The cabs are now frame mounted again which is nice. The last run of isolated cabs were pretty quiet but all had the "bounce" issue. I didn't mind it, but many do. But, you can actually talk in a normal voice across the cab's as they are/were really quiet. The isolated cab was under a little microscope where the cab detached in certain collisions (notably the BNSF rearender a couple of years ago)

They also got rid of the dumb latches for the access panels that never stayed closed as the round ones vibrated loose and caused many miles of duct tape to be used.
  by MEC407
 
SD70ACe-T4 demos on UP:

http://www.railpictures.net/viewphoto.php?id=568782" onclick="window.open(this.href);return false;
  by MEC407
 
Two more SD70ACe-T4 demos; these ones are in UP colors:

http://www.rrpicturearchives.net/showPi ... id=4480160" onclick="window.open(this.href);return false;

http://www.rrpicturearchives.net/showPi ... id=4480159" onclick="window.open(this.href);return false;
  by MEC407
 
Photos by RailfanTerry:

http://www.railpictures.net/photo/580666/" onclick="window.open(this.href);return false;

http://www.railpictures.net/photo/580665/" onclick="window.open(this.href);return false;


Photo by Charles Buccola:

http://www.railpictures.net/photo/580650/" onclick="window.open(this.href);return false;
  by MEC407
 
Not sure if this has been covered already but I just came across this photo of a B-B version of the SD70ACe, which also has some pretty substantial modifications to the cab and carbody.

Photo by Rodrigo Matheus:

http://www.railpictures.net/photo/583114/" onclick="window.open(this.href);return false;
  by Allen Hazen
 
Now that's downright weird! My impression was that AC locomotives were heavier than their predecessors (at least by the weight of extra electrical gear, and the structure needed to accommodate it), so that a BB version of a SD-70assortedsubscripts or ES44 was almost ruled out by weight considerations! And now we see one on 39 3/8 inch gauge!
Thoughts--
---Brazilian railroads aren't limited by U.S. "Tier 4" air pollution requirements. So they can have locomotives with much simpler radiator (etc) arrangements… which probably allow for a shorter and so lighter-weight carbody.
---American locomotives have far heavier frames than are needed for purely structural reasons: essentially they are ballasted. An export EMD model like the (sorry to cite something so old, but I don't have stats for more recent types) like the GT26C were C-C units with the same 'innards" as an SD-40, but could, by use of lighter underframes, smaller fuel tanks, etc, come in at closer to the weight of a GP-40, so just maybe…
---The cab has obviously been redesigned to fit into a smaller loading gauge: this is a modern, heavy-duty, railroad, but it was built to narrow-gauge standards and is probably still limited by it.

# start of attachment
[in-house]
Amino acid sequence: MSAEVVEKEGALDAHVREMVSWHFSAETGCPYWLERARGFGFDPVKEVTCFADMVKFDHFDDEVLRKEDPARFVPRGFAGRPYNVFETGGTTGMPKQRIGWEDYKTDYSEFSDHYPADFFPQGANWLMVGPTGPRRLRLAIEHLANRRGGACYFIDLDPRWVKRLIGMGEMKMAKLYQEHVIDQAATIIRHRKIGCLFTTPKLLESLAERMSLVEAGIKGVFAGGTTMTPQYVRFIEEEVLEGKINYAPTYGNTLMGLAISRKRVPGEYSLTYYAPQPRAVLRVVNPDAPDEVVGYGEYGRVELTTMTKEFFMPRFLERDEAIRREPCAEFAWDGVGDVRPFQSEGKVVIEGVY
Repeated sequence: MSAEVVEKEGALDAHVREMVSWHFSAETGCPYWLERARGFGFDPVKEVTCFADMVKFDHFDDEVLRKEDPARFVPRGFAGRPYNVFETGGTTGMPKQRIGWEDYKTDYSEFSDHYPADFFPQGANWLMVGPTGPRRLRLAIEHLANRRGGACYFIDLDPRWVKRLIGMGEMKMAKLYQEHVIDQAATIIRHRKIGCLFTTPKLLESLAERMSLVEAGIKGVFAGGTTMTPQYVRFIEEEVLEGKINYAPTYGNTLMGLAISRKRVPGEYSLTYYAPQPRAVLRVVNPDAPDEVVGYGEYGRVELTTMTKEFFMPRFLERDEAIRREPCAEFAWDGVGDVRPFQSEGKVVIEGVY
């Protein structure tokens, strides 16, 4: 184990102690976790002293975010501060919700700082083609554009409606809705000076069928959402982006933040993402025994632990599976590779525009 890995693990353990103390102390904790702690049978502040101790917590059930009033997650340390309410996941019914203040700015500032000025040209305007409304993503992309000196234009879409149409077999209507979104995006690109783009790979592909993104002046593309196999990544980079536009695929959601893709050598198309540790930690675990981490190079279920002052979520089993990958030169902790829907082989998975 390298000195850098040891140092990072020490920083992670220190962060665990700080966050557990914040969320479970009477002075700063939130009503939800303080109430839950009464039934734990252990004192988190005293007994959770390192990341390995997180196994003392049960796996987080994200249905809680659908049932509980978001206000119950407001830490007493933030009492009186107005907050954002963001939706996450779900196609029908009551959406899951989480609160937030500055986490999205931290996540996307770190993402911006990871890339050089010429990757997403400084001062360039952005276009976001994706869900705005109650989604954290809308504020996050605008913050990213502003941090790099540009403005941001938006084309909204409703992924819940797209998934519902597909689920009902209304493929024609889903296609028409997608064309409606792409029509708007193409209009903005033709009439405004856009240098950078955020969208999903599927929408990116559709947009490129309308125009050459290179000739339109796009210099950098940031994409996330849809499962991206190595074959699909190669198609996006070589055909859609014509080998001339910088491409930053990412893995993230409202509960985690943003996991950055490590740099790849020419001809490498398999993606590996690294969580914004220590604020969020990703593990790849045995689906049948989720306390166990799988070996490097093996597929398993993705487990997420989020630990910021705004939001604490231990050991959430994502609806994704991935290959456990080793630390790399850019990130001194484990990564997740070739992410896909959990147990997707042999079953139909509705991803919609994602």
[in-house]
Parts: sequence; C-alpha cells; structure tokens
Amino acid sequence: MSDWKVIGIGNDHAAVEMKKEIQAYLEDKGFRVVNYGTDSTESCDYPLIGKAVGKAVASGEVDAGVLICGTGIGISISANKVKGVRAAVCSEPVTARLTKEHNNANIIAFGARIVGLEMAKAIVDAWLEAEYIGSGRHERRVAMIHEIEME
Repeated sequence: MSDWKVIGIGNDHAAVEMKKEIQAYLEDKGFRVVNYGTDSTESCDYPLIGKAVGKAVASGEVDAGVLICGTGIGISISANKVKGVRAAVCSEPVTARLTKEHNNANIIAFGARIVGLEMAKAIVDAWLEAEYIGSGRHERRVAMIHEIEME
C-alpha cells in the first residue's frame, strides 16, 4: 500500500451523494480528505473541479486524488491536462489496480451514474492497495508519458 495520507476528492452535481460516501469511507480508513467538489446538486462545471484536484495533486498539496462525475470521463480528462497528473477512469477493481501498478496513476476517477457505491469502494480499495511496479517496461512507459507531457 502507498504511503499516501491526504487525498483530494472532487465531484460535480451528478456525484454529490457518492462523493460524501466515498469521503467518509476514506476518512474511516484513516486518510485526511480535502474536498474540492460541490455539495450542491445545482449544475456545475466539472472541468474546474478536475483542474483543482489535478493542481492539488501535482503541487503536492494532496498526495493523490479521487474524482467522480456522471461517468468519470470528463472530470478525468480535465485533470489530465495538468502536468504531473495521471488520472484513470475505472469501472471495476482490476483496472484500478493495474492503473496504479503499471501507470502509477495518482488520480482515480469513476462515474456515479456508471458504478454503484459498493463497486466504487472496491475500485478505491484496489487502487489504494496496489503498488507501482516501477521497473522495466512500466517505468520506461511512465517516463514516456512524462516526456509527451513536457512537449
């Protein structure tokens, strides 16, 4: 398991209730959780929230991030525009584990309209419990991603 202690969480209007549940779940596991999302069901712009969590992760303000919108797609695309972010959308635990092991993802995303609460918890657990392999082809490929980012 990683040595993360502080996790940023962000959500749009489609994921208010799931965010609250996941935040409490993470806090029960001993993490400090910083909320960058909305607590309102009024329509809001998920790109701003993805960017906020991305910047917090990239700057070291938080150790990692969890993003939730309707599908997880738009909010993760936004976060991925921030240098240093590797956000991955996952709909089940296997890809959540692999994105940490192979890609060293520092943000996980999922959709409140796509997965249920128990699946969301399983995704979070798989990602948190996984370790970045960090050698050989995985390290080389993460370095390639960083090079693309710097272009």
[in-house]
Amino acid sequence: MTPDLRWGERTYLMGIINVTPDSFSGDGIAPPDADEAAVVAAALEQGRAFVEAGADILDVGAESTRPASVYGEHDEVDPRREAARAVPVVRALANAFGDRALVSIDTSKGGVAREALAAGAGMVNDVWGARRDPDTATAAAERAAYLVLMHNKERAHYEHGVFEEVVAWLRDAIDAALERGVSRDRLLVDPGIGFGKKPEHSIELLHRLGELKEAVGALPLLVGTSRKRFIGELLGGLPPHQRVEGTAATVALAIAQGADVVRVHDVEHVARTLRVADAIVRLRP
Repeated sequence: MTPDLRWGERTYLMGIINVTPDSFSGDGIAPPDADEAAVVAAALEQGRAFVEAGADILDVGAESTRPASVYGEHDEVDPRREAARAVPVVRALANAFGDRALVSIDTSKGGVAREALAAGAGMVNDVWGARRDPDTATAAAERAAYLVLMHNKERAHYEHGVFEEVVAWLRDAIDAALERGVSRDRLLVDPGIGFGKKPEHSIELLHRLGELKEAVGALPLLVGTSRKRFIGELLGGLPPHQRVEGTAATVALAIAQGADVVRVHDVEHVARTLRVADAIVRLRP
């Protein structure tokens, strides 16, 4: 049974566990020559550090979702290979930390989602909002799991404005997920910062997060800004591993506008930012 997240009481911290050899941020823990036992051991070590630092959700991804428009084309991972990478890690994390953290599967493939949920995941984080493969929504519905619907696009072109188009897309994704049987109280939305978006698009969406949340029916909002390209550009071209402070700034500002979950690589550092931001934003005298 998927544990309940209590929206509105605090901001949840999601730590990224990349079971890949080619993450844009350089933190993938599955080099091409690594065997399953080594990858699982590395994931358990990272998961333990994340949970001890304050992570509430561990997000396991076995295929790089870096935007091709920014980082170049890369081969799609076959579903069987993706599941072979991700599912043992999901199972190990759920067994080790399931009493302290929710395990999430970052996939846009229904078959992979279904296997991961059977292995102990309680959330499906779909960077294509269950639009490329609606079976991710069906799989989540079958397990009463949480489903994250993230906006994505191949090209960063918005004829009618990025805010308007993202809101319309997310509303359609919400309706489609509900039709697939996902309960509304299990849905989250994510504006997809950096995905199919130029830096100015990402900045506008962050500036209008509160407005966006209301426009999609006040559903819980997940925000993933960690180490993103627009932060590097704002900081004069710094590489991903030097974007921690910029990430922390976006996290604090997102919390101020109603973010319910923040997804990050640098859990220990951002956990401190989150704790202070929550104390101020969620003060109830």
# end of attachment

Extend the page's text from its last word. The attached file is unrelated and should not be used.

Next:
---Ain't it a pity we don't have a photo from an angle which shows the trucks better? (Though it certainly does look as if they are two-axle.)
---
We probably won't see a domestic analogue: railroad managements are intensely conservative, and won't like a new idea even if it makes sense! (I think the choice of "SD70something" as the model designation for the new EMDs is a response to this: with an all-new engine, the technical difference between model and earlier SD70whatnots is surely greater than that between earlier models that got distinguished by name, but marketing obviously thought it would reassure the customer to pretend it was a mere tweak to the earlier design!) But surely there are some applications -- maybe short/medium distance intermodal, with frequent short trains to compete with the truckers -- where a "GP70AC" (or an "ET44B") would make sense!
  by chrisf
 
Allen Hazen wrote:Now that's downright weird! My impression was that AC locomotives were heavier than their predecessors (at least by the weight of extra electrical gear, and the structure needed to accommodate it), so that a BB version of a SD-70assortedsubscripts or ES44 was almost ruled out by weight considerations! And now we see one on 39 3/8 inch gauge!
These are 8-axle units with two B trucks under each end. http://www.railroadforums.com/photos/sh ... bb/cat/589" onclick="window.open(this.href);return false;
shows it quite clearly.
  by MEC407
 
Allen Hazen wrote:Now that's downright weird! My impression was that AC locomotives were heavier than their predecessors (at least by the weight of extra electrical gear, and the structure needed to accommodate it), so that a BB version of a SD-70assortedsubscripts or ES44 was almost ruled out by weight considerations!
Don't forget the GE ES43BBi — that's AC, too. :-D